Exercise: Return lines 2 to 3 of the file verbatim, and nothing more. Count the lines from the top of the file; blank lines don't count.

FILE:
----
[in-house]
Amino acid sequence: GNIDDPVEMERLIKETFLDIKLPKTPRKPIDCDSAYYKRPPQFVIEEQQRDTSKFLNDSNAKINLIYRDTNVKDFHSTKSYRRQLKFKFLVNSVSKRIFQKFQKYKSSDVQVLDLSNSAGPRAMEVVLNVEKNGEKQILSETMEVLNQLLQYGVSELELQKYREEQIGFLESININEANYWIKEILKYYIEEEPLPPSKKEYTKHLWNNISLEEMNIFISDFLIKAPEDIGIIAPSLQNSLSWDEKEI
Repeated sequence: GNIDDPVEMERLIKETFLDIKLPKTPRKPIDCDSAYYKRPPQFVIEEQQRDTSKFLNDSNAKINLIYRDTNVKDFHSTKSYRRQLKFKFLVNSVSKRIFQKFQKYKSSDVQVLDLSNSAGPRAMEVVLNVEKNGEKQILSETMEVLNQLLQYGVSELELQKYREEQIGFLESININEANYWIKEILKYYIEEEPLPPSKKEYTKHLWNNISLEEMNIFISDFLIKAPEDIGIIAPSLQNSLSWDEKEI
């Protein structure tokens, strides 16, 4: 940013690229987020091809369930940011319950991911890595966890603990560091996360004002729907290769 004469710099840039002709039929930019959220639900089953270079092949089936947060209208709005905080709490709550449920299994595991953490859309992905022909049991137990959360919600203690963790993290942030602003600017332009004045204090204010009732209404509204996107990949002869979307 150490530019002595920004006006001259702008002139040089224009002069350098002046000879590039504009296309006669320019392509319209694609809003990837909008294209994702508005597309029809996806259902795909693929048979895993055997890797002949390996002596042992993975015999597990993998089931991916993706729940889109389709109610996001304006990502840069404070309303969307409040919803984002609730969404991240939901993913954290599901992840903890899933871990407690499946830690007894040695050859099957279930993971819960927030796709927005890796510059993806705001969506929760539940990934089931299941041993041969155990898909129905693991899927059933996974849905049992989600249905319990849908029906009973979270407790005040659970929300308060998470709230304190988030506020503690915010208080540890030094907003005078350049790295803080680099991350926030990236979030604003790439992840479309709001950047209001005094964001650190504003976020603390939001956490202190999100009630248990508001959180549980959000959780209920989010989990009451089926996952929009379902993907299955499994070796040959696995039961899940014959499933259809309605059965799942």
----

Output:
Amino acid sequence: GNIDDPVEMERLIKETFLDIKLPKTPRKPIDCDSAYYKRPPQFVIEEQQRDTSKFLNDSNAKINLIYRDTNVKDFHSTKSYRRQLKFKFLVNSVSKRIFQKFQKYKSSDVQVLDLSNSAGPRAMEVVLNVEKNGEKQILSETMEVLNQLLQYGVSELELQKYREEQIGFLESININEANYWIKEILKYYIEEEPLPPSKKEYTKHLWNNISLEEMNIFISDFLIKAPEDIGIIAPSLQNSLSWDEKEI
Repeated sequence: GNIDDPVEMERLIKETFLDIKLPKTPRKPIDCDSAYYKRPPQFVIEEQQRDTSKFLNDSNAKINLIYRDTNVKDFHSTKSYRRQLKFKFLVNSVSKRIFQKFQKYKSSDVQVLDLSNSAGPRAMEVVLNVEKNGEKQILSETMEVLNQLLQYGVSELELQKYREEQIGFLESININEANYWIKEILKYYIEEEPLPPSKKEYTKHLWNNISLEEMNIFISDFLIKAPEDIGIIAPSLQNSLSWDEKEI